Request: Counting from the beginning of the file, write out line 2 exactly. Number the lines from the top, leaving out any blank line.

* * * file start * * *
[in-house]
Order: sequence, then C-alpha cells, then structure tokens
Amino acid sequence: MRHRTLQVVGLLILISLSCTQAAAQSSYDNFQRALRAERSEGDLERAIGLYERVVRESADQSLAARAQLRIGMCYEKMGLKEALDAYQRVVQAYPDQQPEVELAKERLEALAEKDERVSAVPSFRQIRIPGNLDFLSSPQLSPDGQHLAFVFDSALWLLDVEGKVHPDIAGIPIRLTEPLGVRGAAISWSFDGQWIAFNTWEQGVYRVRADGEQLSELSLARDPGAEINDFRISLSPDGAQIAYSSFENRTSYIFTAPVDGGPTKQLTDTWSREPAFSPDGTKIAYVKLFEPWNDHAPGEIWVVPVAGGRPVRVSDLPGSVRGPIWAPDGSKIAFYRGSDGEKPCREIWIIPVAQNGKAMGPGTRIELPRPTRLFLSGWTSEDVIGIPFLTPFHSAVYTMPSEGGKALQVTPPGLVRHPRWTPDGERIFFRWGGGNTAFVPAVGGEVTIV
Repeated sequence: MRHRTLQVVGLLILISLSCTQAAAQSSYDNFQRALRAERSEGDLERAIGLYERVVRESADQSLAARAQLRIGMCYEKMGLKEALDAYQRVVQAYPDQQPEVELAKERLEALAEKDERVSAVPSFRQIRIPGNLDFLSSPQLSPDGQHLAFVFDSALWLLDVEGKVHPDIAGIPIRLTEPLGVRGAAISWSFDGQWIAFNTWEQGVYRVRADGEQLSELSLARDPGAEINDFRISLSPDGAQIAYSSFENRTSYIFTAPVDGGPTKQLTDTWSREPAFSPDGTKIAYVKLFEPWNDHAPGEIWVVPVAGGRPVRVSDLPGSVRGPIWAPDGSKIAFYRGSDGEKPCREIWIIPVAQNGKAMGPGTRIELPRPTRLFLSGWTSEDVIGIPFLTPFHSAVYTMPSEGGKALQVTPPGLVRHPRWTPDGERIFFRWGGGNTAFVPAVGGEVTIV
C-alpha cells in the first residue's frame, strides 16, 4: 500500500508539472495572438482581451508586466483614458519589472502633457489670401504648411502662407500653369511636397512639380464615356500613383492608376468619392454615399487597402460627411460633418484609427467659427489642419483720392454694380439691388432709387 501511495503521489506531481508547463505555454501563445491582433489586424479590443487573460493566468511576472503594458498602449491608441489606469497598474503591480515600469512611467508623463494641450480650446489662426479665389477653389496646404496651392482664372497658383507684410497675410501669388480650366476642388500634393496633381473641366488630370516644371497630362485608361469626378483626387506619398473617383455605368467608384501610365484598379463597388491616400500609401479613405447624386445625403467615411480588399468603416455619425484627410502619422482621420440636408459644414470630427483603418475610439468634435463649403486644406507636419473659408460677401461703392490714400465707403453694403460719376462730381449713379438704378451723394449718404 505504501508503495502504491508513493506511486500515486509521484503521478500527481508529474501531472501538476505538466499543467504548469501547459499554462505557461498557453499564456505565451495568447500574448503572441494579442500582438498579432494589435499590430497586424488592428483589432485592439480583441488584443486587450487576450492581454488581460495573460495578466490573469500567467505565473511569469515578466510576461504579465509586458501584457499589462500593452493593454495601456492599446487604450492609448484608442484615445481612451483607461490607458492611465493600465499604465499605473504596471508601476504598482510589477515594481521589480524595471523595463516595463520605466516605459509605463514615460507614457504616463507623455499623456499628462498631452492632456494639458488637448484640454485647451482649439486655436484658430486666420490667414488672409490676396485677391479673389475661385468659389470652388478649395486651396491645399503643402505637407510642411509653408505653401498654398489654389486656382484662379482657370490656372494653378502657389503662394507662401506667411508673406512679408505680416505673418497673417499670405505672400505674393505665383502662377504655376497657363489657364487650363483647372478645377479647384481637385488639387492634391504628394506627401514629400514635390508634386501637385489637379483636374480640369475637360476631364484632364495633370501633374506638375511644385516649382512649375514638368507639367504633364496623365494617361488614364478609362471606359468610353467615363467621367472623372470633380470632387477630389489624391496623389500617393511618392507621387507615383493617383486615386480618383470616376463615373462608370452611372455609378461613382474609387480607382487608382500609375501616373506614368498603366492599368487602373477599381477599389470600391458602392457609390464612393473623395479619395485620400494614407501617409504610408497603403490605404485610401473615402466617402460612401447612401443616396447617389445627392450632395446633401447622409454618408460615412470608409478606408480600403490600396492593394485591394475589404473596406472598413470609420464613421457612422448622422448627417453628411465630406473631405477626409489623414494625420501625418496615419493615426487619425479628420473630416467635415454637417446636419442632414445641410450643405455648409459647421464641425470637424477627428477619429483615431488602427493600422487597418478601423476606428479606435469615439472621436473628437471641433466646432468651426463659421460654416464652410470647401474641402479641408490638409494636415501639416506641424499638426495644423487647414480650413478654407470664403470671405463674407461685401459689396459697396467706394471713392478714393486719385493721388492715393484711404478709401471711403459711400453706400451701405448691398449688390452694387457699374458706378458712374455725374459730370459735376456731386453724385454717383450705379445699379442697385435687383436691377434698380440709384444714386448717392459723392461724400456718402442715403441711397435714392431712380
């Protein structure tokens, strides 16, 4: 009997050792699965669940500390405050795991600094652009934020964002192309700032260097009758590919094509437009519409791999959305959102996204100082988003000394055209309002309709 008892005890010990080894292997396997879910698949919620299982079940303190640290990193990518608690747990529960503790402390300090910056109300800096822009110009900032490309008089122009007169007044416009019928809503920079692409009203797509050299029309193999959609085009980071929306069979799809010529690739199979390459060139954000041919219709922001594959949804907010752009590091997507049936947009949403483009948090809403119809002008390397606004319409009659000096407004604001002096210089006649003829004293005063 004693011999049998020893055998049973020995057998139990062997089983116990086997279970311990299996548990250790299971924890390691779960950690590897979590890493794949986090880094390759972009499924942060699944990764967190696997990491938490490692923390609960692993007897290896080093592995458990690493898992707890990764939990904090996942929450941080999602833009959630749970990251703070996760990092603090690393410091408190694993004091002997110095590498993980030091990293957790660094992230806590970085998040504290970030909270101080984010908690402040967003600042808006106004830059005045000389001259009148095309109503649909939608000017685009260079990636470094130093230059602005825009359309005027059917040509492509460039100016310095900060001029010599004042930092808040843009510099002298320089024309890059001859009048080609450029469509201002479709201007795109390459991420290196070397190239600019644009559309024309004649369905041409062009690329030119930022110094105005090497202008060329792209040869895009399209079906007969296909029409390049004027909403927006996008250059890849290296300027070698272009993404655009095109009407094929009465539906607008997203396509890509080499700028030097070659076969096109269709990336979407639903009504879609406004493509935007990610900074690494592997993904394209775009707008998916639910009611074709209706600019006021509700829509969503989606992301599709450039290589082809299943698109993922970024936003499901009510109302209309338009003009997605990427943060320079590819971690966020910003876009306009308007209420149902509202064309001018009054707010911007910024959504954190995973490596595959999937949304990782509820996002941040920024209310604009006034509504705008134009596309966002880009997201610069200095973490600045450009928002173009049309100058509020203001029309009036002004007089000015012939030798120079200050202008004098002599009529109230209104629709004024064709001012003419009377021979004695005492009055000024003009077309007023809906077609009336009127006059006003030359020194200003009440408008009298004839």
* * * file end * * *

Order: sequence, then C-alpha cells, then structure tokens